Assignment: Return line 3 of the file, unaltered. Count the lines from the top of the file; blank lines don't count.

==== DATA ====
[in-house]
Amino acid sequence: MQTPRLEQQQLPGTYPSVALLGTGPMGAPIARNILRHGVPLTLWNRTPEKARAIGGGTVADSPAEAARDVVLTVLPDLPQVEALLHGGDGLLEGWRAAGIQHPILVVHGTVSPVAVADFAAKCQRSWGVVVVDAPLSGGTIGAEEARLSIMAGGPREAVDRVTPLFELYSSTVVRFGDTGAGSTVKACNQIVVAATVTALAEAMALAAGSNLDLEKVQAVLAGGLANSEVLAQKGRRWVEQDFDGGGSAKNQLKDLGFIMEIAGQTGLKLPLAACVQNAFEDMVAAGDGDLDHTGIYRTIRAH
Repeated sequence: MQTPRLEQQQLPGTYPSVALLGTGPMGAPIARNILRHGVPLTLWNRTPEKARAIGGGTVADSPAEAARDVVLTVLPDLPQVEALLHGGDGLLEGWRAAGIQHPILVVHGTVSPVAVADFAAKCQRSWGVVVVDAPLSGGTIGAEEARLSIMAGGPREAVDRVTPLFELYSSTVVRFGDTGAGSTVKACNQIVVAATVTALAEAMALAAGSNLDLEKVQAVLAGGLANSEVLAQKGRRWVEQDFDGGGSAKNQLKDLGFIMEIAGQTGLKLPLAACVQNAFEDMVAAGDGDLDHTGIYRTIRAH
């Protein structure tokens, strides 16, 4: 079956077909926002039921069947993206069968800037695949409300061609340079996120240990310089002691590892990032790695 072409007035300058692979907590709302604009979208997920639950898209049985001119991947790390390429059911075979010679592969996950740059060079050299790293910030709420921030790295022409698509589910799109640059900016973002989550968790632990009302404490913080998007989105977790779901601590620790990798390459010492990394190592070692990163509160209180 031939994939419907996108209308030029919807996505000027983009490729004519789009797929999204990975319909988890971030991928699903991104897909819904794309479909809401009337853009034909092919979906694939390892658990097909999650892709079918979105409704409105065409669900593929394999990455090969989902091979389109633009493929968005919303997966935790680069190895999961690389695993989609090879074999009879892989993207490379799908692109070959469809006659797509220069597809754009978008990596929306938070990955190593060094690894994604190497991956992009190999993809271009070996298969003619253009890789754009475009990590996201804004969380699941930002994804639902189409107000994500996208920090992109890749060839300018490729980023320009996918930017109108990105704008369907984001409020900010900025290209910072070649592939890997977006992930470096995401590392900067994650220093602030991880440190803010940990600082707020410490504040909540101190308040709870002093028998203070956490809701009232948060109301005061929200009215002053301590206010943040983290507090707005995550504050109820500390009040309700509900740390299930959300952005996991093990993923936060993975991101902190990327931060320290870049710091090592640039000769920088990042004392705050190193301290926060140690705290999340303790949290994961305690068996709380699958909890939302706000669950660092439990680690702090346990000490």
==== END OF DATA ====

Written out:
Repeated sequence: MQTPRLEQQQLPGTYPSVALLGTGPMGAPIARNILRHGVPLTLWNRTPEKARAIGGGTVADSPAEAARDVVLTVLPDLPQVEALLHGGDGLLEGWRAAGIQHPILVVHGTVSPVAVADFAAKCQRSWGVVVVDAPLSGGTIGAEEARLSIMAGGPREAVDRVTPLFELYSSTVVRFGDTGAGSTVKACNQIVVAATVTALAEAMALAAGSNLDLEKVQAVLAGGLANSEVLAQKGRRWVEQDFDGGGSAKNQLKDLGFIMEIAGQTGLKLPLAACVQNAFEDMVAAGDGDLDHTGIYRTIRAH